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Malay language

Malay (Bahasa Melayu بهاس ملايو) is a major language of the Austronesian family spoken in Brunei, Indonesia, Malaysia and Singapore.

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Malayalam

Malayalam is a Dravidian language spoken across the Indian state of Kerala by the Malayali people and it is one of 22 scheduled languages of India.

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Malaysia

Malaysia is a federal constitutional monarchy in Southeast Asia.

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Manado Malay

Manado Malay, or simply the Manado language, is a creole language spoken in Manado, the capital of North Sulawesi province in Indonesia, and the surrounding area.

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Manaus

Manaus or Manaós before 1939 or (formerly) Barra do Rio Negro, is the capital city of the state of Amazonas in the North Region of Brazil.

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Maranhão

Maranhão is a northeastern state of Brazil.

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Marathi language

Marathi (मराठी Marāṭhī) is an Indo-Aryan language spoken predominantly by the Marathi people of Maharashtra, India.

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Mato Grosso do Sul

Mato Grosso do Sul is one of the Midwestern states of Brazil.

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Matteo Ricci

Matteo Ricci, S.J. (Mattheus Riccius Maceratensis; 6 October 1552 – 11 May 1610), was an Italian Jesuit priest and one of the founding figures of the Jesuit China missions.

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Mercosur

Mercosur (also known as Mercosul or Ñemby Ñemuha) is a South American trade bloc established by the Treaty of Asunción in 1991 and Protocol of Ouro Preto in 1994.

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Michele Ruggieri

Michele or Michael Ruggieri (1543– 11 May 1607), born Pompilio Ruggieri and known in China as Luo Mingjian, was an Italian Jesuit priest and missionary.

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Migration Period

The Migration Period was a period during the decline of the Roman Empire around the 4th to 6th centuries AD in which there were widespread migrations of peoples within or into Europe, mostly into Roman territory, notably the Germanic tribes and the Huns.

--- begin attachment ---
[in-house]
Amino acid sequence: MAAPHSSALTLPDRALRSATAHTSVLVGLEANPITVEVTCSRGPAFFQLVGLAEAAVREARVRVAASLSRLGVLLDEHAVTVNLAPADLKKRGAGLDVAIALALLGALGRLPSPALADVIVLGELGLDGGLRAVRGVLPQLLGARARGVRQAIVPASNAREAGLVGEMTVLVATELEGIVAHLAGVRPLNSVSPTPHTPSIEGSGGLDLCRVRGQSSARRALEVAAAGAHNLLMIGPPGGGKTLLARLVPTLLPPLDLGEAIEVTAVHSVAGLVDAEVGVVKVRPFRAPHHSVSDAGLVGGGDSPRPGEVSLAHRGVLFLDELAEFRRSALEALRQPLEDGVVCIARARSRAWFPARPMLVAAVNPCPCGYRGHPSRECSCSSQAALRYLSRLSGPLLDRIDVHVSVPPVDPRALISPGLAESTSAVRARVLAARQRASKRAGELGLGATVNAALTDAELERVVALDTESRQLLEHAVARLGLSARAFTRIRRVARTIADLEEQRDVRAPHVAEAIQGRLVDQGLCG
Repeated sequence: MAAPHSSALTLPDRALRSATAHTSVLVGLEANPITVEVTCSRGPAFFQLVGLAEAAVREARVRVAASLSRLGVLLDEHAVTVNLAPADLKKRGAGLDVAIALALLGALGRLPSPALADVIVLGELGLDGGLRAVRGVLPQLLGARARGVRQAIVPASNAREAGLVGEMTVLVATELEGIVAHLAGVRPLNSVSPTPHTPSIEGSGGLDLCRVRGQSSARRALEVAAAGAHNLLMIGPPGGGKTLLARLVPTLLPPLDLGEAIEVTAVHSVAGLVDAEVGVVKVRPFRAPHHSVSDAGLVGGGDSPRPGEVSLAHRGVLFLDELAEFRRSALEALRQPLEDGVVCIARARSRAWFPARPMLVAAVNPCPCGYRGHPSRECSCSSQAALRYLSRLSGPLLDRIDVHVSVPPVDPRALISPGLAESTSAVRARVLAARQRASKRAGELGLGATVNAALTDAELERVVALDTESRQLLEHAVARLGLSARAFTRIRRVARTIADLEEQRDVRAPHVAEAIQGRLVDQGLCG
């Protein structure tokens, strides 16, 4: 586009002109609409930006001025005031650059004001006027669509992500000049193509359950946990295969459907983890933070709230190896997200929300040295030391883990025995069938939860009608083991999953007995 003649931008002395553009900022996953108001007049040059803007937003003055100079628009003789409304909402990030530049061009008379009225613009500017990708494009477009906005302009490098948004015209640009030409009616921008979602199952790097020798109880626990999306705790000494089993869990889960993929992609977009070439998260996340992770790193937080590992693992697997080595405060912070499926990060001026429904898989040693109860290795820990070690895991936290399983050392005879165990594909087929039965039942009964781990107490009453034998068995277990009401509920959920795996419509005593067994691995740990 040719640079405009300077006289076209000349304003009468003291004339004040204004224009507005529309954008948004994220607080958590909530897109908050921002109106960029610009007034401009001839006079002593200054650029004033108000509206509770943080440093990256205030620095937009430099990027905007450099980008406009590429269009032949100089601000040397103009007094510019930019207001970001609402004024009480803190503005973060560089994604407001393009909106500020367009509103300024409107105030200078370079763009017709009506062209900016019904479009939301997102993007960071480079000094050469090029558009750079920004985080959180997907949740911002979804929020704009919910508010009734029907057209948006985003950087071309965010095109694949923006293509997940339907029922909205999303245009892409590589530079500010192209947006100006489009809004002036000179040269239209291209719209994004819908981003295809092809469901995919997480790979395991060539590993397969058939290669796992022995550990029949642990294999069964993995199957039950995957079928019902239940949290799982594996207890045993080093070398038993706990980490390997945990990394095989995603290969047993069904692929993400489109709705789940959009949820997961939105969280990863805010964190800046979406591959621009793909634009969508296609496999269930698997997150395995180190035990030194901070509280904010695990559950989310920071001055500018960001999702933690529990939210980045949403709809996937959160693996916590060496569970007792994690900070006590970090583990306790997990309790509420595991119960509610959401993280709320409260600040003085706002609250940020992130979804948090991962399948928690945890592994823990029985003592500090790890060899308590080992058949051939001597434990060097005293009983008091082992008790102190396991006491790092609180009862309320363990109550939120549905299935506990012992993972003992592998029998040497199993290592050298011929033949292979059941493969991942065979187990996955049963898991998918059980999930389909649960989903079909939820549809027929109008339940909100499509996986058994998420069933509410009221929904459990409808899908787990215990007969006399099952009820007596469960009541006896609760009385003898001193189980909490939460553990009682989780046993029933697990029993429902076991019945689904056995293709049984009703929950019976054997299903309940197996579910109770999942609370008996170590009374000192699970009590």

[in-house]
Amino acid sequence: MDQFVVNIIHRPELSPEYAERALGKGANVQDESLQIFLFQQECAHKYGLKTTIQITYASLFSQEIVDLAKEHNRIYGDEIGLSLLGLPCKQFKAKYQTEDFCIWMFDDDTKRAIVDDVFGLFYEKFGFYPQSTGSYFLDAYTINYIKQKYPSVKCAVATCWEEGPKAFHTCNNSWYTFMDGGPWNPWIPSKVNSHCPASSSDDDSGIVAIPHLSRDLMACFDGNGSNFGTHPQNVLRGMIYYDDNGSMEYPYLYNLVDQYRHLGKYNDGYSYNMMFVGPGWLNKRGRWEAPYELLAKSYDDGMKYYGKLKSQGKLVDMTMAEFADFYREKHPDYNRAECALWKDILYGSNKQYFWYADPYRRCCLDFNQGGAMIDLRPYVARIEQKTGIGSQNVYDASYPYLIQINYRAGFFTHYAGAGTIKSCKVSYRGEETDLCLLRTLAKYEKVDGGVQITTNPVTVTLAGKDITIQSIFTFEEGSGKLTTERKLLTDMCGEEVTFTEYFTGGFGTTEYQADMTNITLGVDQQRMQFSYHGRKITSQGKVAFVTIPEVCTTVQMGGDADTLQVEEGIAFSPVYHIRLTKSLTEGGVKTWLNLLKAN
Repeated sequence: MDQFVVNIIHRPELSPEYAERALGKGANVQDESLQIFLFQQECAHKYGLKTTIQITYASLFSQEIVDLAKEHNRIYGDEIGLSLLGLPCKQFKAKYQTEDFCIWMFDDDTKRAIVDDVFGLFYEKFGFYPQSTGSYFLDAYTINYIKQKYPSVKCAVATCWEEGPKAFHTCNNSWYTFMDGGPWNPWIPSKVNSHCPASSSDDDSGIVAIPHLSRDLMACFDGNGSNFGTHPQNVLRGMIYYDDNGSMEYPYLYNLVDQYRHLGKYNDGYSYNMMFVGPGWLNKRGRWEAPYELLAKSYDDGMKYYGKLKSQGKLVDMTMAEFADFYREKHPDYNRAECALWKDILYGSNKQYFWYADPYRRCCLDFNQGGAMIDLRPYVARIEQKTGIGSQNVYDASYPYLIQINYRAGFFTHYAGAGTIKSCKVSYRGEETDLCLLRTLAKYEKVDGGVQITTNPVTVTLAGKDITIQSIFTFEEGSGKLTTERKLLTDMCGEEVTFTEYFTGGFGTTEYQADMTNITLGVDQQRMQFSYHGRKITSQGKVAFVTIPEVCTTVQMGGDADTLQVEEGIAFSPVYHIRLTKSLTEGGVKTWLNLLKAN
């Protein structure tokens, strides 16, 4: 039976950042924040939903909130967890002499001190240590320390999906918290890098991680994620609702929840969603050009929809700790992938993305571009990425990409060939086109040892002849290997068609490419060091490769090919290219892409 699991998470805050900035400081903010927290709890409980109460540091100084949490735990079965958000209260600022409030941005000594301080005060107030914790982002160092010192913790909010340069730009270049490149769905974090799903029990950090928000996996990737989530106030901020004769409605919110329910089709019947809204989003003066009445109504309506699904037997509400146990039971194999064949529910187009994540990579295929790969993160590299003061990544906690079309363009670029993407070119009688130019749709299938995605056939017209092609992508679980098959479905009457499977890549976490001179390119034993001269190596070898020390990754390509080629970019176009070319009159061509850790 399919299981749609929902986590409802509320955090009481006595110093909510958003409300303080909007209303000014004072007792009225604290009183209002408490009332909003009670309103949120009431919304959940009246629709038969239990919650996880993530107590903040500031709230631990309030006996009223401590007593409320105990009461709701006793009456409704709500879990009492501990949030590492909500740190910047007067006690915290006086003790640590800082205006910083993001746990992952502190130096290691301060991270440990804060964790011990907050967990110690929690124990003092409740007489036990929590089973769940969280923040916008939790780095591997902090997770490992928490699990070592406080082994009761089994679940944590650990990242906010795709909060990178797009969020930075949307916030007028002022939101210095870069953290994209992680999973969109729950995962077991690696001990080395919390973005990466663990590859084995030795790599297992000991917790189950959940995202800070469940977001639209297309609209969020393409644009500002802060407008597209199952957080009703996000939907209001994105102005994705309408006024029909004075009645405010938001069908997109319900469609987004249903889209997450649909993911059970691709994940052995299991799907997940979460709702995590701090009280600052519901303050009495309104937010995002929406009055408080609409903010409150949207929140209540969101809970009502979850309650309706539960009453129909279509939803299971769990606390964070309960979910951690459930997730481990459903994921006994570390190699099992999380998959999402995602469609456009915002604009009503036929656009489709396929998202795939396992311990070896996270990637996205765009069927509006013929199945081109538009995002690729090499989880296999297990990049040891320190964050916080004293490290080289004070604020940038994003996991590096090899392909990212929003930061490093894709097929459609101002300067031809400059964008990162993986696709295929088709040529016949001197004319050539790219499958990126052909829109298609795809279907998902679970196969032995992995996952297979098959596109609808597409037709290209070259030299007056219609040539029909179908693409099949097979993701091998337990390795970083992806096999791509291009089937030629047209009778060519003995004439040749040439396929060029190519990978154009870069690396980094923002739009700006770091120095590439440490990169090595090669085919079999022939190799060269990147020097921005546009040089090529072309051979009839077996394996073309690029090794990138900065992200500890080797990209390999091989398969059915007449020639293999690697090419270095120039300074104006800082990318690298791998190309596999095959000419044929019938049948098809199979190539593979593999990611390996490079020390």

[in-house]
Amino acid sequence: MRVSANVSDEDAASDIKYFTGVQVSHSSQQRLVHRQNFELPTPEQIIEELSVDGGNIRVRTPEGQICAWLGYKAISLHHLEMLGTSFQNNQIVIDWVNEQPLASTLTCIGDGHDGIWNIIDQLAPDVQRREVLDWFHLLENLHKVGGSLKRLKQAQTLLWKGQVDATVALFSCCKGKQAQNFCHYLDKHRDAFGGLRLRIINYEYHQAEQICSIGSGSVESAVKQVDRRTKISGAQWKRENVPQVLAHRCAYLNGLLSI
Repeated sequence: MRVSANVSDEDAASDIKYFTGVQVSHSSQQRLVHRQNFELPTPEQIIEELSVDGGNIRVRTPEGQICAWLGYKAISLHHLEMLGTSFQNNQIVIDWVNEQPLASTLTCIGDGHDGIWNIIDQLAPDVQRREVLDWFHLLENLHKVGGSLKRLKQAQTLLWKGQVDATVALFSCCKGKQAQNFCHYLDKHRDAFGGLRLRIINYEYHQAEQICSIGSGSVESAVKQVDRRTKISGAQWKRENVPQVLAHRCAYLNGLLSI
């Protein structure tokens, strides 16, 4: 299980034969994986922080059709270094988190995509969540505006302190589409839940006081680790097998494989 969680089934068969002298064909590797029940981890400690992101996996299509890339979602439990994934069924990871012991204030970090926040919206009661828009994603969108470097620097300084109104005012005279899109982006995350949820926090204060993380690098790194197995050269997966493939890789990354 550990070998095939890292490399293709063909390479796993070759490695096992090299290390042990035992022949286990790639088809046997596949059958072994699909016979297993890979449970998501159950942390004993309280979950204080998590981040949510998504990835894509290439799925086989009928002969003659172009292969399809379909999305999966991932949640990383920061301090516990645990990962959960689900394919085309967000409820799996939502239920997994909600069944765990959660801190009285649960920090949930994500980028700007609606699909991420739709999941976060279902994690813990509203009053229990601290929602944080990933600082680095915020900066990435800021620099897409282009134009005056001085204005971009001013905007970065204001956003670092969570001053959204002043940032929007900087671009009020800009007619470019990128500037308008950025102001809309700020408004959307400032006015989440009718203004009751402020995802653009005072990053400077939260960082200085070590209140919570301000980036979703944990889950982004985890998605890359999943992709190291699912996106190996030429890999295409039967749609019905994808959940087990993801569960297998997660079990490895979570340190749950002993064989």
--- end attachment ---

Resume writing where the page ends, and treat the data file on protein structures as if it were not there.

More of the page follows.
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Miguel de Cervantes

Miguel de Cervantes Saavedra (29 September 1547 (assumed)23 April 1616 NS) was a Spanish writer who is widely regarded as the greatest writer in the Spanish language and one of the world's pre-eminent novelists.

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Minas Gerais

Minas Gerais is a state in the north of Southeastern Brazil.

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Mineiro

Mineiro feminine: Mineira), also called Brazilian mountain dialect, is the Brazilian Portuguese term for the inhabitants of the Brazilian state of Minas Gerais and also the characteristic accent spoken in the heart of that state, and also in its capital, Belo Horizonte. This dialect is quite complicated, due the pronunciation of the words, which is fast and curled. There are times when other Brazilians, who speak other dialects, do not understand what the mineiros speak.

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Mirandese language

The Mirandese language (autonym: mirandés or lhéngua mirandesa; mirandês or língua mirandesa) is an Astur-Leonese language that is sparsely spoken in a small area of northeastern Portugal in the municipalities of Miranda do Douro, Mogadouro and Vimioso.

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Missionary

A missionary is a member of a religious group sent into an area to proselytize and/or perform ministries of service, such as education, literacy, social justice, health care, and economic development.

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Mondego River